* FTSEurofirst 300 down 0.1 pct, Euro STOXX 50 flat
* About 5.6 bln euros wiped off Volkswagen's market cap
* Worries over Chinese credit restrictions hit miners
* Europe equity funds see further brisk inflows -EPFR
By Blaise Robinson
PARIS, Feb 24 European shares fell in early
trade on Monday, with Volkswagen sinking in big
volumes after it issued a disappointing 2014 outlook and
unveiled plans to buy out minority shareholders of Scania
Shares in the German carmaker tumbled 6.3 percent while its
luxury brand Porsche was down 5.9 percent.
The sharp drop in Volkswagen shares wiped about 5.6 billion
euros ($7.7 billion) from the group's market capitalisation.
After 45 minutes of trading, the volumes of Volkswagen
shares already represented more than the stock's daily average
volume of the past three months.
"The weak guide for 2014 and the rich bid for Scania will
likely dent sentiment and perpetuate the view that management is
more focused on being big at the expense of shareholder
returns," analysts at Barclays said in a note, cutting their
recommendation on Volkswagen's stock to 'equal weight' from
At 0848 GMT, the FTSEurofirst 300 index of top
European shares was down 0.1 percent at 1,342.32 points, while
the euro zone's blue-chip Euro STOXX 50 index was
flat at 3,132.60 points.
Worries brewing over credit restrictions on China's property
sector also kept investors on edge. The Shanghai Composite Index
sank 1.8 percent on Monday to its lowest in two weeks,
knocked by news reports saying Chinese banks had begun
tightening property loans.
Mining shares, which have a big exposure to resource-hungry
China, retreated, with Rio Tinto down 1.5 percent and
Anglo American down 1.2 percent.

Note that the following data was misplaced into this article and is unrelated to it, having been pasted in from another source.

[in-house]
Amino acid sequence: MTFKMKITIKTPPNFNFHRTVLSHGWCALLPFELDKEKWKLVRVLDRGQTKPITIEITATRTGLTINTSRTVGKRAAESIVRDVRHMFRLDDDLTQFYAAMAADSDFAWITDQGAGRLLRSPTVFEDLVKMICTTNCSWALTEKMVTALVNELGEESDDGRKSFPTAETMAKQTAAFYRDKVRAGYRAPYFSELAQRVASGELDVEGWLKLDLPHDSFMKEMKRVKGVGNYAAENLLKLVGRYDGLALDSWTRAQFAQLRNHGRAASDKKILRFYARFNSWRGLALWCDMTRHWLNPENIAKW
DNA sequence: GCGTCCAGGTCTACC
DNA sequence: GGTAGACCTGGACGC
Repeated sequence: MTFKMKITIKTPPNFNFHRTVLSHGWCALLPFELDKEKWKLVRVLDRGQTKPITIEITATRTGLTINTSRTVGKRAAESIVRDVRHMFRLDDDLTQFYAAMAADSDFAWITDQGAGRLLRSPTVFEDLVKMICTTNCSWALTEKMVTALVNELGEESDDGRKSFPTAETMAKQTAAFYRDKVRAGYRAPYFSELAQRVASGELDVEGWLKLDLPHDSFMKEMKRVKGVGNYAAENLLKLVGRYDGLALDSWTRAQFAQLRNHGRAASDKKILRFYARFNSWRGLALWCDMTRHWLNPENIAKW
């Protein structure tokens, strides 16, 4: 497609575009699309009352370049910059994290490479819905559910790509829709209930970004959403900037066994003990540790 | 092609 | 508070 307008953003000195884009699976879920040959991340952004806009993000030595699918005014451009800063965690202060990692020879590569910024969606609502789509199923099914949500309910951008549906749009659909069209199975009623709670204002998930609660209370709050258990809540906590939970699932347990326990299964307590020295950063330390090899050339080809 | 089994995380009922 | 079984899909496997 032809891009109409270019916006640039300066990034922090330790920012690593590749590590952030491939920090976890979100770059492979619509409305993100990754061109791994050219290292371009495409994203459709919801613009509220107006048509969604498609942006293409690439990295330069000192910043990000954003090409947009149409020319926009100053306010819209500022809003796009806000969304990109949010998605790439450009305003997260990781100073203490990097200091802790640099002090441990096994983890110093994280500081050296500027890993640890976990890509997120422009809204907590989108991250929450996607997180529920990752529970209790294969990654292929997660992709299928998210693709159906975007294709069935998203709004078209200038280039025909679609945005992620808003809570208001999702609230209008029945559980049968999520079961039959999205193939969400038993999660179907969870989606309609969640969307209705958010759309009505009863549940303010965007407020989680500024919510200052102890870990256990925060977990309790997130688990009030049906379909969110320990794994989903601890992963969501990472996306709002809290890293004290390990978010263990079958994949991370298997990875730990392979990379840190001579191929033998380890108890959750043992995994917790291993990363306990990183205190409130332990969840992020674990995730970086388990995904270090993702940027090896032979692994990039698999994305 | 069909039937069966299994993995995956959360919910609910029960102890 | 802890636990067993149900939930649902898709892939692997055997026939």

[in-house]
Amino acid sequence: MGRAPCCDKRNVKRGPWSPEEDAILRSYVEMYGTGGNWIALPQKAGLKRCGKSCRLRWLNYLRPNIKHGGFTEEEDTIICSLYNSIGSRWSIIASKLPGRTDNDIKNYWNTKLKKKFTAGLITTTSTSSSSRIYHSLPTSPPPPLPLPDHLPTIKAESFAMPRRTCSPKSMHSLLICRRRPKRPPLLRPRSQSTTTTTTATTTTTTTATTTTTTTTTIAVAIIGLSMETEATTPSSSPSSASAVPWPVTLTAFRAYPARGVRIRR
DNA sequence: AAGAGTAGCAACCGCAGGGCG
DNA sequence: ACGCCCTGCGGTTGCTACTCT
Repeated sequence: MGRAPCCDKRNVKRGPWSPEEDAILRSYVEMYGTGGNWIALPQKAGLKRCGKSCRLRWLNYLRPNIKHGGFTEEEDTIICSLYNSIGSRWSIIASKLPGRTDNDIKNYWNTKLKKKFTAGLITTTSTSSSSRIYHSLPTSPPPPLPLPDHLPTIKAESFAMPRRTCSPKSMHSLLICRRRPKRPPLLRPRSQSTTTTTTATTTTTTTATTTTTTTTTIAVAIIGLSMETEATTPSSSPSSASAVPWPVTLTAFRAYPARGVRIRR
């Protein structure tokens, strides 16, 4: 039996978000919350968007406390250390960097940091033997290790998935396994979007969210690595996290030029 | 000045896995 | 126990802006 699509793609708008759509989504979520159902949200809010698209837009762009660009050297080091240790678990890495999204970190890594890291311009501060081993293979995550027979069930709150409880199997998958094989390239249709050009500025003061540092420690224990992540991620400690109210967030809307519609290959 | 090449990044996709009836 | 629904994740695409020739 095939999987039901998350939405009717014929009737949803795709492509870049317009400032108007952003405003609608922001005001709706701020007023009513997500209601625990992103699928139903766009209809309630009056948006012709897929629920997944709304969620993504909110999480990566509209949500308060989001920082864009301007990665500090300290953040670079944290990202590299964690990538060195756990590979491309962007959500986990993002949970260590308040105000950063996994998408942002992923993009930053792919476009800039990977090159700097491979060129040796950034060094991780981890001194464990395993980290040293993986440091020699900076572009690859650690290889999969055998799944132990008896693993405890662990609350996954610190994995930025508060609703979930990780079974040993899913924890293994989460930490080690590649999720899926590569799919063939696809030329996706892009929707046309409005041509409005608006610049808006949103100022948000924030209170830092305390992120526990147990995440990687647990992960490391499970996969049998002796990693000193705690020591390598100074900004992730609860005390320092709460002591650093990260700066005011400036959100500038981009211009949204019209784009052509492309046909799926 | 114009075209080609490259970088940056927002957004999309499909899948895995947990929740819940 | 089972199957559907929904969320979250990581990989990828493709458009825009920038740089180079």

Around Europe, UK's FTSE 100 index was down 0.2
percent, Germany's DAX index down 0.1 percent, and
France's CAC 40 up 0.1 percent.
European stocks had sharply risen over the past 2-1/2 weeks,
with the CAC 40 hitting a 5-1/2 year high on Friday, boosted in
part by hopes of a rebound in corporate profits in Europe in
"Resistances are being crossed, and indexes are clearly in a
bullish trend," Aurel BGC chartist Gerard Sagnier said.
"All the pull-backs we've seen since August have been buying
opportunities to benefit from this powerful medium-term rally,
and the strategy remains the same: keep buying the dips."
Overall, investors remain positive on European stocks, with
the latest EPFR Global data showing further brisk inflows into
the region. At the country level UK, Spain and Italy equity
funds again enjoyed solid inflows, EPFR said.
So far this year, Europe equity funds have taken in over $24
billion, versus $5 billion at the same point in 2013. Europe
equity funds have also attracted retail money for the sixth
straight week, the longest such run since late 2006, EPFR said.
Europe bourses in 2014:Asset performance in 2014:Today's European research round-up